US consumption rose in August as gas prices fell

CNN Business

Another month of falling gas prices gave Americans’ wallets a bit of a reprieve in August. That sent consumers back to stores last month.

The Census Bureau reported Thursday that a key measure of U.S. retail sales unexpectedly rose 0.3% month-on-month in August, following a revised 0.4% decline in July. Retail sales, which are not adjusted for inflation, increased by 9.1% from the previous year.

The continued decline in gas prices was reflected by a fall of 4.2% for the month on expenses at petrol stations. Bracing out of this volatile component, sales rose 0.8% for the month. Persistently high food inflation was evident in a 0.2% increase in grocery spending on a month-on-month basis.

The strong reading, which indicates a resilient consumer, is likely to give more ammunition to the Federal Reserve, which has raised interest rates in an effort to curb the highest inflation in 40 years. August consumer prices rose 8.3% over the past year, the Bureau of Labor Statistics reported Tuesday.

Of the 13 retail spending categories tracked by the Census Bureau, eight rose in August. Spending at food and beverage retailers increased by 0.5% for the month and has risen by 7.2% over the past year. Sales rose at restaurants and bars, and car dealerships were up 2.8% on the month. Expenditure on building materials and equipment, clothing and sports equipment also rose.

Apparel and department stores “may have been able to keep a lot of back-to-school shoppers spending in-store,” said Doug Hermanson, chief economist at Kantar. “Gas prices have been down for the last couple of months. . . . From the parents’ perspective, it freed up some money they didn’t think they would have in May or June.”

Spending in August fell at gas stations as well as at furniture retailers, electronics stores, health and personal care stores and at non-store retailers. Non-store sales, a rough proxy for e-commerce, likely fell in August due to the timing of Amazon Prime Day in July, market observers suggested.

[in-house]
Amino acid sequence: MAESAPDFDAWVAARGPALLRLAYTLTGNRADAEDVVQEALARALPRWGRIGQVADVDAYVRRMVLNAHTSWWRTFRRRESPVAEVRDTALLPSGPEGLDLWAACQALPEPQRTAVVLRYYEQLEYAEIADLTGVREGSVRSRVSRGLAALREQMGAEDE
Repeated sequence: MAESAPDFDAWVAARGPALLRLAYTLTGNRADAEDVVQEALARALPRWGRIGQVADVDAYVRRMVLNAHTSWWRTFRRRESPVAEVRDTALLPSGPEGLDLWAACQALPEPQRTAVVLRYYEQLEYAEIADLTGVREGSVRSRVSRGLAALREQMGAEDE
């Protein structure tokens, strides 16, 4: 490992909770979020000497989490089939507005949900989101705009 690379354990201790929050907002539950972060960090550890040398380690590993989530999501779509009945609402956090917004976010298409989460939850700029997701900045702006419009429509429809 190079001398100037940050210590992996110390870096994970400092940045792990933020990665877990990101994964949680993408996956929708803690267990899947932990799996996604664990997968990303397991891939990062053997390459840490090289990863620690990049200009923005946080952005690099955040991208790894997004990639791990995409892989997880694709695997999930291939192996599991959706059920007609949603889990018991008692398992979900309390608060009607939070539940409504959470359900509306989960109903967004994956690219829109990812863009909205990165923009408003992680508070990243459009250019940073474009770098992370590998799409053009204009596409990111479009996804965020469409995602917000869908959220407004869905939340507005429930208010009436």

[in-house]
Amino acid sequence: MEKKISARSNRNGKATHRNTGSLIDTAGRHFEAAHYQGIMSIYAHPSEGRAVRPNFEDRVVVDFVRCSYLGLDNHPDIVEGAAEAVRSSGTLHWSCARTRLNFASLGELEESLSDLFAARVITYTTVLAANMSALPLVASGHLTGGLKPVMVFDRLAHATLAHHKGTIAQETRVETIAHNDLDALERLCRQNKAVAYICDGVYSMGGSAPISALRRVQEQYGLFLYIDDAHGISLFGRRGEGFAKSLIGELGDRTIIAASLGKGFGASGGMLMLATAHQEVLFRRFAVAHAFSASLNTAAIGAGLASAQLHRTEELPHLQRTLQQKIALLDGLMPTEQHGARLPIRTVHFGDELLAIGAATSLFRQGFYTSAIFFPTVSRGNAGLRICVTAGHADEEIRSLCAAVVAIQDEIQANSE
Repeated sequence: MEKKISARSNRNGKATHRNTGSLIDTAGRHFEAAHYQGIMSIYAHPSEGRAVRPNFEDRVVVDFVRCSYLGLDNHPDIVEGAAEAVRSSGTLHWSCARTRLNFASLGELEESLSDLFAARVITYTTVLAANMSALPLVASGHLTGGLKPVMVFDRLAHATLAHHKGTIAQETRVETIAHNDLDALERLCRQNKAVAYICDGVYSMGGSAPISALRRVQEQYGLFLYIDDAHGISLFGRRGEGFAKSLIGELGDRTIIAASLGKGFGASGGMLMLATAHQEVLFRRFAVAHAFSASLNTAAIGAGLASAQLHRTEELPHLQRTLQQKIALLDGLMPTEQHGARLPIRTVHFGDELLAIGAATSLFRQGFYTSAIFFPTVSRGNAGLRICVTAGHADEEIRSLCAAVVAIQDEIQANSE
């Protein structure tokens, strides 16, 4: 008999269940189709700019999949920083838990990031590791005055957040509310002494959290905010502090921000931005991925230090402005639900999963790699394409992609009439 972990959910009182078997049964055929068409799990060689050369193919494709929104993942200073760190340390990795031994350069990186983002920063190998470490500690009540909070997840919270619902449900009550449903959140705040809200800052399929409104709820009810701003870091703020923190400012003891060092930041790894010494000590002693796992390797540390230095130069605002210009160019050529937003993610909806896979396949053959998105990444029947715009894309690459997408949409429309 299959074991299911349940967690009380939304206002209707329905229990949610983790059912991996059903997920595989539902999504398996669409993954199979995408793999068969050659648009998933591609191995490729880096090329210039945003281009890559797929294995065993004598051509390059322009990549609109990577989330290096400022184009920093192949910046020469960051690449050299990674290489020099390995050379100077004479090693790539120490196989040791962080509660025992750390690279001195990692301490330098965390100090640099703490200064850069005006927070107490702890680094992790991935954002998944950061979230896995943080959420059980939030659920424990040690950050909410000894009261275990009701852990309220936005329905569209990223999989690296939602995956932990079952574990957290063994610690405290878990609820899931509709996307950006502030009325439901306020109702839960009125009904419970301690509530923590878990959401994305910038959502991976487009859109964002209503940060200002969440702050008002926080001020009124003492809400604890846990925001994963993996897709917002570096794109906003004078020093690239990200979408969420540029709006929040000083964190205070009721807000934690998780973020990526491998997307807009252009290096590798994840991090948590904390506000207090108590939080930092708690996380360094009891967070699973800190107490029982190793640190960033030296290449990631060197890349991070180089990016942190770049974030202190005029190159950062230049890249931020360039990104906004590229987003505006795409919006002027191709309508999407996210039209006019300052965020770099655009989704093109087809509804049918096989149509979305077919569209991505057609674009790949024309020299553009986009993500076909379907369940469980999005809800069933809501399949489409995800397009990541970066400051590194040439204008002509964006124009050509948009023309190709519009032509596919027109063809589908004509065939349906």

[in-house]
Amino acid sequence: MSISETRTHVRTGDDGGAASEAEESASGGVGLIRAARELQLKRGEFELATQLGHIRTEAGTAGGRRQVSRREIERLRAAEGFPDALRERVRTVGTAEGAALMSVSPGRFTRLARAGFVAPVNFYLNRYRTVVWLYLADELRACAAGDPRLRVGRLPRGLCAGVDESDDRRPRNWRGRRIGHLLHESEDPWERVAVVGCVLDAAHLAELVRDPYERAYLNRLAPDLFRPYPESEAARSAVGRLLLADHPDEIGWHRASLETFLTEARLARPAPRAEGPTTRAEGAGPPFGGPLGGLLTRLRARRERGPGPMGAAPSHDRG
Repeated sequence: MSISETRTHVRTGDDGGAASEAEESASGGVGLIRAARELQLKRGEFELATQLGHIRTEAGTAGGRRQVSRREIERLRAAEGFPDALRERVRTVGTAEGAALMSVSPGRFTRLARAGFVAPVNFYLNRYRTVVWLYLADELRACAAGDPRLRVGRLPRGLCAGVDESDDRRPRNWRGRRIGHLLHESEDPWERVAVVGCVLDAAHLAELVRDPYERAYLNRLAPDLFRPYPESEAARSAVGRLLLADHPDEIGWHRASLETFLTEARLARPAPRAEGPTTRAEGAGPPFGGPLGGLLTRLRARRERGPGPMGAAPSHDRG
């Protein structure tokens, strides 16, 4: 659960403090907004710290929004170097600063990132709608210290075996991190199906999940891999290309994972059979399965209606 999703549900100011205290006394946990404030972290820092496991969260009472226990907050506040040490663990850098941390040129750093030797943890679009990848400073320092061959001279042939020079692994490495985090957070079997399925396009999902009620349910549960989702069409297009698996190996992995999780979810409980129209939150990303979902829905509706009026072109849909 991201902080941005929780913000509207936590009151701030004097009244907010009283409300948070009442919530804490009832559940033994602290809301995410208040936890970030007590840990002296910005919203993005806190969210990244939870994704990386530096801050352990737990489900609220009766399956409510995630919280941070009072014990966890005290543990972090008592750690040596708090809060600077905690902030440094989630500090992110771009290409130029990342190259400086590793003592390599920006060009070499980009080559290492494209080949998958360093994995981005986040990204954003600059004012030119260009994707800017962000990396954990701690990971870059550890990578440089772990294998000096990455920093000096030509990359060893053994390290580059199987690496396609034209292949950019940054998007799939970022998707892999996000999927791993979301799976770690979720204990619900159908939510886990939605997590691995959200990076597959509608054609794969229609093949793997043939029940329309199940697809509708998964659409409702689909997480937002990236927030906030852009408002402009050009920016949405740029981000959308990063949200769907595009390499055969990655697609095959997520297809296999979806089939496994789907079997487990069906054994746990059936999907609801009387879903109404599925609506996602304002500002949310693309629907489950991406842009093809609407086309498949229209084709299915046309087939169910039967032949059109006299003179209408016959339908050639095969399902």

“Consumer electronics and furniture are retreating. Those are the channels that show the weight of the housing market … continues to hit those sectors,” Hermanson said. Freddie Mac data found mortgage rates rose above the 6% mark for the week ended Thursday, the highest level since fall 2008 and more than double from a year ago.

The retail sales report suggests the tailwind of lower gas prices was a key factor helping Americans cope last month. This raises the worrisome prospect that a rise in gas or heating costs in the winter could trigger a significant cut, as consumers have less dry powder today than they did a year ago, when household balance sheets were better strengthened by savings from shutdowns and government aid.

“I think consumers are responding to a couple of things. One, they’ve drawn down a lot of their savings and are also reacting to high prices for many items, said Luke Tilley, chief economist at Wilmington Trust.

Pain at the pump makes this worse, he said. “Gas prices is certainly a challenge for consumers. They act very much like a treasure. If we saw another increase in gas prices, we would expect to see weaker spending in many of these other retail categories.”

At the meeting next week, it is widely expected that the central bank will raise its benchmark interest rate by 75 basis points (or three quarters of a percentage point) for the third time in a row.

“The Fed has gone well out of their way to emphasize that they are going to be data-driven going forward … rather than trying to predict,” said Ross Mayfield, investment strategy analyst at Baird.

However, Fed officials will also need to factor in cross-currents such as the surprise downward revision to July’s retail sales data, which was recalculated to reflect a 0.4% drop from an initially flat reading. This suggests that the consumer is starting to show some fatigue, analysts said.

“Consumers are still spending money. In many cases, however, they take home less, Stifel chief economist Lindsey Piegza said in a research note. “With inflation continuing its relentless climb, shoppers are struggling to keep up with high prices that are eroding purchasing power,” she said, adding that changes in spending patterns indicate consumers are becoming concerned about their financial security.

Ted Rossman, senior industry analyst at Bankrate, said there is evidence that wealthier household balance sheets are holding up while lower-income families struggle to buy necessities, but this financial stress is creeping up the income spectrum.

“I think we’re starting to see it go up,” he said. [It’s] eroding people’s savings. We see it in things like credit card balances,” which he said are approaching record highs. “It’s a cumulative effect of all of this.”

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